Ron Grooms was accused of voting to give himself a pension. If Mr. Wilcox would check the facts, he would see that no Jeffersonville elected official is eligible for a state pension. In fact, a member of Mr. Wilcox’s party brought forward a measure to make the city council eligible, which was wisely defeated in a bipartisan fashion by a tally of one to six.
Furthermore, just how many state pensions is Chuck Freiberger trying to earn? Does he get one for his years on the county council and one for his time as a county commissioner?
Of course, he will get one from the Teachers’ Retirement Fund (TERF). If elected, I assume he would accept the legislative retirement package, as well. He’s racking up pensions like they are merit badges!
Mr. Wilcox accuses Mr. Grooms of voting himself a laptop computer. Again, the facts do not work in the Democratic chairman’s favor. The Jeffersonville City Council was asked to carry city-owned laptops to increase efficiency in government and save taxpayer resources. These used laptops are loaned to council members and clearly marked as city property.
Surely, Mr. Wilcox would not impugn his candidate for using a computer owned by the school corporation in the conduct of his employment or disparage the number of children who use computers daily in their education.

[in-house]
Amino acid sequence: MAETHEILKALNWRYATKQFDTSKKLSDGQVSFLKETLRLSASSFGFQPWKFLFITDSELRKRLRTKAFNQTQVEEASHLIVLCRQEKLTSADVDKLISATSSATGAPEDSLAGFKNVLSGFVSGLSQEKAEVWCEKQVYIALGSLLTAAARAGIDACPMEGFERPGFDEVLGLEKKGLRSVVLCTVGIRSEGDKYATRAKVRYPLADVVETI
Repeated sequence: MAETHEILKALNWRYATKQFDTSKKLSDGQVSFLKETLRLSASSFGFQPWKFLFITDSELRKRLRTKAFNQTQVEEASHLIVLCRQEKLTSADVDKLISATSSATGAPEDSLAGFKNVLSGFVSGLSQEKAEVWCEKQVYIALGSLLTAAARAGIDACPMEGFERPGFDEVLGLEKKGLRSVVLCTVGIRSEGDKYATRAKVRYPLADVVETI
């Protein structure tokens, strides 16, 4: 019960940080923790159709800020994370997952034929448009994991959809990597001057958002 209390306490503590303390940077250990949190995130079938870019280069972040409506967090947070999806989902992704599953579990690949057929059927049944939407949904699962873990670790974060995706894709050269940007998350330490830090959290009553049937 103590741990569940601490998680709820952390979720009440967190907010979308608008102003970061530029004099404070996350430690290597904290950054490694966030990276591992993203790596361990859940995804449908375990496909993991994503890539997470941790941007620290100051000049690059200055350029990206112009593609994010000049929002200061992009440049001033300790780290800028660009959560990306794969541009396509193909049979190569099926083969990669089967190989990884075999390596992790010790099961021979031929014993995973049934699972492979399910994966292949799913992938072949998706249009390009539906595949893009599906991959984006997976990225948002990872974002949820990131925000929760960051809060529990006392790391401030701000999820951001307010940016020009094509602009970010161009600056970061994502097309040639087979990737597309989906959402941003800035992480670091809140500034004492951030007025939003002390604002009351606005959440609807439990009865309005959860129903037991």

Then again, Mr. Wilcox eschews technology and prefers government officials print thousands of copies annually, costing taxpayers and our environment more in the long run.
Mr. Wilcox also implies that Mr. Grooms supports raising sewer rates. Unfortunately, Jeffersonville was forced to upgrade its sewage treatment system after losing a legal battle with the Federal government, a situation New Albany residents will no doubt find all too familiar.
Finally, various political opportunists, controversialists, and partisans have fabricated an issue of tolls on the Ohio River bridges, which Mr. Wilcox dutifully echoed in his piece.
In principle, I am opposed to tolls, and I know Ron Grooms is, too! However, neither the Jeffersonville City Council, nor the New Albany City Council, have any impact on what the Bi-State Authority can or will do, and we should stop wasting hard-earned tax dollars in endless debate on this issue.
Having been a small business owner who actually created jobs, Ron Grooms understands we do no need to burden the people and businesses of Southern Indiana. He also knows we need to finally get these bridges built. He believes it prudent to wait until an ongoing impact study is complete to make a final determination on how best to proceed.
Who would be a better legislator — one who has the “courage” to make a rash decision, based on innuendo, half-truths and political expedience, or one who suggests we wait until we have all the facts available before making a decision that will impact the community for decades to come?
In my view, the answer is obvious. That is why I will be casting my vote for the confident, thoughtful and honest leadership of Ron Grooms in the State Senate race.
— Harold Bryant, New Albany